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Soda blasting vs Sand blasting

posted in: am-news garage, news on August 05, 2009 at 09:55 PM

Before starting major metal work on my 54… I was planning to get the car soda blasted or sand blasted. I’d like some input on which way to go. What you did, and how it turned out. The hood, trunk, doors, and fenders of my 54 have already been completed, so I’m just looking at blasting the “cab”..inside and out, bottom to top. It still has the chrome drip rail on it, so I thought soda blasting would be the way to go. But I guess I could always take that off. I understand you run the risk of warping the metal with sand blasting… plus the sand never seems to go away. What are the considerations? Thanks for you input.



Firewisinger's Garage
August 05, 2009 at 10:20 PM

sand blasting is much more abrasive…and should only be used on undercarriage parts…frames…rearends…it creates heat…and will warp sheetmetal…go with the soda blasting by someone who really knows what they’re doing…think of sand blasting as 50 grit sandpaper..and soda as 300 grit…you can do a lot of damage in a very short time if it’s done incorrectly…i hope this helps :)

Rat Nest Garage
August 05, 2009 at 10:40 PM

I use a combination of methods when stripping. For all exterior body panels I will strip with liquid stripper,or shave with straight edge razor blades. Then sandpaper down to bare steel. For floor pans, door jams,window openings, firewall, wheel openings and all chassis parts I sandblast using varied amounts of air pressure, depending on the delicacy of the part and amount of rust buildup. Soda and plastic media are good for removing paint on delicate areas, but they don’t do much to rust. Hope this helps, Good luck.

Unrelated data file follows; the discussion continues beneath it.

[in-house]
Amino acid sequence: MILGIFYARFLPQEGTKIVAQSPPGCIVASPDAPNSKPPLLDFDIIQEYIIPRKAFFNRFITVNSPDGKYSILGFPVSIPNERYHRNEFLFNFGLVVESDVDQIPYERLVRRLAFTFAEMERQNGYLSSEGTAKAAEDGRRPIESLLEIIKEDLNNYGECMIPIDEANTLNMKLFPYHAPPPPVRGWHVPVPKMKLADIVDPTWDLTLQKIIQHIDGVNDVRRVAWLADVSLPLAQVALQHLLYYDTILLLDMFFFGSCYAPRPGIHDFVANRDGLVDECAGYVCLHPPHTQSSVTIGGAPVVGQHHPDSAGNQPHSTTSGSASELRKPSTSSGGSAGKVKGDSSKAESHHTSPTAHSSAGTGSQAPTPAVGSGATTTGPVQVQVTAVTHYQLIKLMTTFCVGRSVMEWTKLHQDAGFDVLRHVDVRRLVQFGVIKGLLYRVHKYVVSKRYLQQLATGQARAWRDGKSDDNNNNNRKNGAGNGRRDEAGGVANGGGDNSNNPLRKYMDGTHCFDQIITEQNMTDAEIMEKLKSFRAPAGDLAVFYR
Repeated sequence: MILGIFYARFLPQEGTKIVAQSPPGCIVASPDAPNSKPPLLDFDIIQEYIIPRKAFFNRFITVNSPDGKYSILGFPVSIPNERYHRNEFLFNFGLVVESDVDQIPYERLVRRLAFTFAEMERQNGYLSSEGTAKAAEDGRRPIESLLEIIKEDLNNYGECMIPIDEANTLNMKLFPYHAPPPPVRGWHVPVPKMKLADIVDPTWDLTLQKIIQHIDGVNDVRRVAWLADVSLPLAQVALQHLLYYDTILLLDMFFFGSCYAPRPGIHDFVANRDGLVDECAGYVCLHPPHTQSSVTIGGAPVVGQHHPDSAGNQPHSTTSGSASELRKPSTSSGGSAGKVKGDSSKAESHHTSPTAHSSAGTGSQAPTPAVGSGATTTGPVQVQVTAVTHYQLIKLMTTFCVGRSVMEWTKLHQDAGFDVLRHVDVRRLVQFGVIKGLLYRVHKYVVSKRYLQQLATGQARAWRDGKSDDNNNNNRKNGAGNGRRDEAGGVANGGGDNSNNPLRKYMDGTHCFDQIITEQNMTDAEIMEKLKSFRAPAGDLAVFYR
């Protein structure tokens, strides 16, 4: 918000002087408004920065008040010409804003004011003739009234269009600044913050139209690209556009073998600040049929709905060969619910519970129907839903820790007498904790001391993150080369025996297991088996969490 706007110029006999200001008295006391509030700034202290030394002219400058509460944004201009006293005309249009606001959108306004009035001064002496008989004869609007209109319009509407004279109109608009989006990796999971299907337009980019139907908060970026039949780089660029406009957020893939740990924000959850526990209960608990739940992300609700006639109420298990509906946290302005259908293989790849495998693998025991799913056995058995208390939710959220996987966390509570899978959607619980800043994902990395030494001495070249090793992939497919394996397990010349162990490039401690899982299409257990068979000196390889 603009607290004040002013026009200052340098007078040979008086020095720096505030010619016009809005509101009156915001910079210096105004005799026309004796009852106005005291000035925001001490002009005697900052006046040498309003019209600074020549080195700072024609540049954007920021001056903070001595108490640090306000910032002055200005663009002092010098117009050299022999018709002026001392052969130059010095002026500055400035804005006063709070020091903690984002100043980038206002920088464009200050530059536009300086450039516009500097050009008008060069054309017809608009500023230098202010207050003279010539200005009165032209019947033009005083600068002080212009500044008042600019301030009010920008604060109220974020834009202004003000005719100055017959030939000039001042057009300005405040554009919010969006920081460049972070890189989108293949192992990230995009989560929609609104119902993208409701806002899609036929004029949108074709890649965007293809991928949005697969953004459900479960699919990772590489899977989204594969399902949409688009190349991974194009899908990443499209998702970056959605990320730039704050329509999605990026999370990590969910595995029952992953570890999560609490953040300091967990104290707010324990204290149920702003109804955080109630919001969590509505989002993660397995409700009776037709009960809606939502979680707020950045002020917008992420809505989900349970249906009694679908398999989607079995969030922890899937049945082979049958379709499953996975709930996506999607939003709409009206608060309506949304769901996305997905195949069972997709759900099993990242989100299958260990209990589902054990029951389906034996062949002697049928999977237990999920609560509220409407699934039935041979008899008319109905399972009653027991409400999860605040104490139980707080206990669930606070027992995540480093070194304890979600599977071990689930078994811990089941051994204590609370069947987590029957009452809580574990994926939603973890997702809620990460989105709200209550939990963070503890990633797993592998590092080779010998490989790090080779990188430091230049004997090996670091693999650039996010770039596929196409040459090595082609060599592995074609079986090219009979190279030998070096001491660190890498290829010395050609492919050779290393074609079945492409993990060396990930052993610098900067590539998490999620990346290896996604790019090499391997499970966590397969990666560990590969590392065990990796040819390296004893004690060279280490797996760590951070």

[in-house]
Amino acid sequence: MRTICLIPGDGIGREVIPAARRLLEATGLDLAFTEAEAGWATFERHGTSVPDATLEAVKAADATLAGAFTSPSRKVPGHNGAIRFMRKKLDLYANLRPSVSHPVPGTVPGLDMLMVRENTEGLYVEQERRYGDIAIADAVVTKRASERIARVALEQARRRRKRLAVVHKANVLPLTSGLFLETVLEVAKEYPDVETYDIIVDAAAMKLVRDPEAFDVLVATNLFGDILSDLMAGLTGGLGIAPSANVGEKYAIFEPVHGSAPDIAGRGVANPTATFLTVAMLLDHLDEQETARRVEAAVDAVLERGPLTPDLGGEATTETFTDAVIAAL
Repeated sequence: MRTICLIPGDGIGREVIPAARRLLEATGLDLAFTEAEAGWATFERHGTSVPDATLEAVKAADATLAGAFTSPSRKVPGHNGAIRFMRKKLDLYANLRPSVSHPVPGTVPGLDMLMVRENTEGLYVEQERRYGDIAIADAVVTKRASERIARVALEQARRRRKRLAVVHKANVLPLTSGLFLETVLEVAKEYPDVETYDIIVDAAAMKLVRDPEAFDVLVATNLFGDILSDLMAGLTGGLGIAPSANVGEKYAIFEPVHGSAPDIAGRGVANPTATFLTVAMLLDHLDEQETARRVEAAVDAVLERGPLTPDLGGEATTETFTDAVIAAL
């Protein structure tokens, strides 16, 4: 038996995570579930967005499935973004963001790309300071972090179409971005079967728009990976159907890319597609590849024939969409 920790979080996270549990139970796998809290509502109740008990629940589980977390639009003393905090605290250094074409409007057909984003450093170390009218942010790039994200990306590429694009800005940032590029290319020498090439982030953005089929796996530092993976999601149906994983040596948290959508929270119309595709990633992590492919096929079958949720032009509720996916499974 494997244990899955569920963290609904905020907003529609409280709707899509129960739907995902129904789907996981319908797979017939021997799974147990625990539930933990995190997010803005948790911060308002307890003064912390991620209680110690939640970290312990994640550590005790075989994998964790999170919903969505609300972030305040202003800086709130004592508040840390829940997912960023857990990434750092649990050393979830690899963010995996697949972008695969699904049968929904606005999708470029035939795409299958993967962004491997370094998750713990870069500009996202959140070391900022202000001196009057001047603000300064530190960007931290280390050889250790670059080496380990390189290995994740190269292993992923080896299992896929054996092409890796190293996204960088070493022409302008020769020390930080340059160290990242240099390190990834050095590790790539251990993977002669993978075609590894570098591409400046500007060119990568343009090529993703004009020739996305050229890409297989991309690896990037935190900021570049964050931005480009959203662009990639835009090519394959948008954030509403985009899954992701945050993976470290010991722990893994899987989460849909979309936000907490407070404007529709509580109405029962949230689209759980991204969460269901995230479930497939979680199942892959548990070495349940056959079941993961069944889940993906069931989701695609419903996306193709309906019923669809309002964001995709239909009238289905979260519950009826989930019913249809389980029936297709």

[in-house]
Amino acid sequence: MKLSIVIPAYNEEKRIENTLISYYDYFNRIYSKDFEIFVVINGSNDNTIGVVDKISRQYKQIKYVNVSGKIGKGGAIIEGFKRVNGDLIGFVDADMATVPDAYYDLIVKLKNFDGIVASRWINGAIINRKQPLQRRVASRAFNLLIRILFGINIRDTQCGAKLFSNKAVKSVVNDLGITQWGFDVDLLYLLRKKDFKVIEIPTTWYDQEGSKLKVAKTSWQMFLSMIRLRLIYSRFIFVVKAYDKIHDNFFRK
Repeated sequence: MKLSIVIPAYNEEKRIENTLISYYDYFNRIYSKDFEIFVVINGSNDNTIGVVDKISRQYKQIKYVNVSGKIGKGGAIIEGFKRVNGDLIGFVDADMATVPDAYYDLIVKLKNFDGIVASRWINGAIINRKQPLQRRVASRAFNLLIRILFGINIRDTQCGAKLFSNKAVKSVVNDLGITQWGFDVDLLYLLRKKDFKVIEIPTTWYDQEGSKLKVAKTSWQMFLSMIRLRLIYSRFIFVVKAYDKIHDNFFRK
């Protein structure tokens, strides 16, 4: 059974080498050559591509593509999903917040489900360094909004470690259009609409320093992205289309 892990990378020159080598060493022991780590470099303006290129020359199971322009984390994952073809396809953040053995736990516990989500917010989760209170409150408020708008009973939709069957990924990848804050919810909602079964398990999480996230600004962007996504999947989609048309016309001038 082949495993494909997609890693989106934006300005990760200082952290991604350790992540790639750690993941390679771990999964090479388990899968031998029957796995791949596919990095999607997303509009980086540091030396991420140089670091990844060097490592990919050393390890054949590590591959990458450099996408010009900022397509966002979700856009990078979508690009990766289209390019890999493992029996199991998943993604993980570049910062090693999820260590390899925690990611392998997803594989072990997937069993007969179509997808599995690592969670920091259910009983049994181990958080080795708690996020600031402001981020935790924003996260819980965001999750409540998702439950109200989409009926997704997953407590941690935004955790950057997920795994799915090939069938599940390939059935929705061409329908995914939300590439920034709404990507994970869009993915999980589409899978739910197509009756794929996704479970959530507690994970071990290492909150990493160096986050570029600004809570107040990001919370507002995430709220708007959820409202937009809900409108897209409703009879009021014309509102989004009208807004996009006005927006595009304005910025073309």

Tommy's Garage
August 05, 2009 at 11:17 PM

I saw the soda blasters at Good-guys in DFW. Looks pretty nice.
That is the way I would go.

Gearhead Wiki's Garage
August 06, 2009 at 12:33 AM

I have a friend who is a sandblaster and according to him there is nothing wrong with sandblasting the exterior of a car, as long as you know what you’re doing. I will be having my Nova done by him pretty soon and he recently did his own Camaro. I think he does such a good job because: #1. He has done it for 12+ years and #2 for sandblasting cars/thinner metal, he uses sand that has been used before (I think because it takes the edge off of the sand making it less abrasive)

Automotive Photography by Mike Harrington Garage
August 06, 2009 at 01:09 AM

When you say sand do you mean Garnet blasting? Soda removes paint only (cant remove rust or bondo) and leaves no signature on the metal surface. You can soda blast with glass and trim still on the car. Garnett removes paint and rust leaves a signature similar to sand but is safer to use than sand. No silica in the air to breathe in. Remove all glass and trim and anything you care about from the car. Garnet will blast it clean. But there is always a possibility of warping with Garnet. Soda leaves no heat trace on the metal.

Showcase Rods & Customs Garage
August 06, 2009 at 11:04 AM

Soda has an added benafit that it leaves a coating on the metal that inhibits rusting. That being said you will have to sand the vehicle completely to remove this coating or your primers will not adhere. If the vehicle is going to sit for any lenghth of time, indoors, I would soda blast. As been mentioned it does not take out rust or bondo. I personally like to take the bondo out myself and would never let a sandblaster take it out for risk of warpage. I would still remove the drip rail becouse there may be some rust under it that will most assuredly cause problems later. The other option is media blasting but as with sand it is very difficult to get out of all the nooks and crannies. High pressure will just pin it into a corner so blowing it out with varying amounts of pressure is the best. Just imagine the air pressure a paint gun produces and imagine blowing that media into your paint if there is trapped media in a corner. Just be thorough and when you think your done do it again. Its all in the prep. Looking at the floorboard I think I would have them sand blasted and soda blast the exterior of the car most soda blasters are set up for both, They can also potasium blast that will remove light surface rust.